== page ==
Road Safety, Complacency And The Police

road safety, police, complacencyAs I am sure everybody knows, decades of complacent government has led us to the current need for austerity, both locally and nationally, run essentially by the same shower who caused the problems in the first place.

The result of all this austerity, except for MPs obviously who have had their pay rise, is cut backs all around and one organisation that is really feeling the pinch is the police force. Police funding is being cut to the bone – despite the usual protestations of government – and the service itself is run by the bean-counters who put budget before law and order. There are now thousands fewer coppers than at any time in living memory.

If you are burgled but not attacked the chances are that the authorities will not respond. It is reported in newspapers that the police are retreating from the streets which means we lose the security of the visible presence. Serving rank and file officers would, I’m sure, prefer it was other than it is. They have a tough enough job as it is without being stretched to breaking point.

They have many serious issues to deal with which is why we don’t see them on the roads much any more and this in turn has led to complacency amongst road users. The likelihood of getting caught for all the various misdemeanour’s is remote. Government can roll out as many laws as it likes but they serve no purpose if there is no one to administer them.

Thamesdown Drive in Swindon is an urban dual carriageway with a forty limit and it is one of those roads where the speed limit is contentious. There are certainly sections where fifty would be more appropriate but there you are. Lately, many drivers have become complacent and haven’t been watching their speedos. There’s rarely any incidents of gross speeding but a lot of drivers are, shall we say, flexible in their approach to the limit. So imagine their consternation yesterday when they rounded a curve to be confronted by a lone bobby with a speed gun. Where did he come from?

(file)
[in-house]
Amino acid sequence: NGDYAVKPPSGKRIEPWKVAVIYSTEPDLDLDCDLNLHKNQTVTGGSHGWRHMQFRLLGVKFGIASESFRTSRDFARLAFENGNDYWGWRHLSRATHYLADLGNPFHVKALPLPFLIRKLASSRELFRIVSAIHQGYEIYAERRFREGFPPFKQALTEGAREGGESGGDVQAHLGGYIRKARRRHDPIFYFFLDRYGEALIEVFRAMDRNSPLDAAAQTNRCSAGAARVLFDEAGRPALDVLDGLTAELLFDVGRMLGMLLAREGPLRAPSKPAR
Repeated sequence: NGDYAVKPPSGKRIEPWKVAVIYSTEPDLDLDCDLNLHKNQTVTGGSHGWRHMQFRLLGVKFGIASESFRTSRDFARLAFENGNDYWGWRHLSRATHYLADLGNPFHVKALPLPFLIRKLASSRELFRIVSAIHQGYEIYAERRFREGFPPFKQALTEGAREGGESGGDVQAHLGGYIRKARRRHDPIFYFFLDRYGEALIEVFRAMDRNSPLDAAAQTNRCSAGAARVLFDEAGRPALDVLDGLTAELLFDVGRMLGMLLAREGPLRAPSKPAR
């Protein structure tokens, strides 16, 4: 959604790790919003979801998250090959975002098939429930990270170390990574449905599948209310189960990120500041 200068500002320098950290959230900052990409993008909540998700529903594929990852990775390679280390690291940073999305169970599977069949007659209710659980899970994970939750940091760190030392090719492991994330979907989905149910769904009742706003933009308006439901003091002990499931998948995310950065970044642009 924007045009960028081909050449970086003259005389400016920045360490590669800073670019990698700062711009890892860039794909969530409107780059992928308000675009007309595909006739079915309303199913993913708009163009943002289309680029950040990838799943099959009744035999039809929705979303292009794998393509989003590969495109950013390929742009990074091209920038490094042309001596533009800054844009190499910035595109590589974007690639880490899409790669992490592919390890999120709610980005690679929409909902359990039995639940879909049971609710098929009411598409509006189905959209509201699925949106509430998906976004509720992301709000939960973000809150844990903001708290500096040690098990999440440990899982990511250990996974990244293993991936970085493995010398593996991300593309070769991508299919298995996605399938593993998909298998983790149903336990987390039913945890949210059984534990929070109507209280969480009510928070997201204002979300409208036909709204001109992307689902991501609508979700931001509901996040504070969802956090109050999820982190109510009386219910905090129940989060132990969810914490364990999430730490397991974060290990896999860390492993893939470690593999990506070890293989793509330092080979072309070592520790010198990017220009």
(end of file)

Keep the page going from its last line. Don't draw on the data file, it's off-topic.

The trouble is, this sort of action by the police is precisely what puts drivers’ noses out of joint. It isn’t a considered action. You can’t have a cohesive road safety policy if it isn’t policed fairly. Thus some handy cash will be raked in but it will achieve nothing. A few drivers will feel aggrieved that they will have to pay a fine and will be penalised for the next five years. That’s four by the law and an extra one by their insurance company for good measure because even if you’re penalised for being one mile over the limit your insurer will assume you are the most dangerous person on the road. It’s a con but again, what can you do?

Meanwhile all the complacent telephone users and make-up appliers and tablet checkers and dashboard fiddlers and middle lane hoggers and tail-gaters and non-indictators and road-ragers and stupid old farts and careless, sloppy drivers out there at every junction and on every road continue to get away with it.

The police must be funded properly if they are to do the job properly. It is a disgrace that they are reduced to a thin blue line. A visible and friendly police presence on the road would do more for road safety than bus-lane cameras – surely a modern form of highway robbery – and the odd token copper on a lonely verge.
Geoff Maxted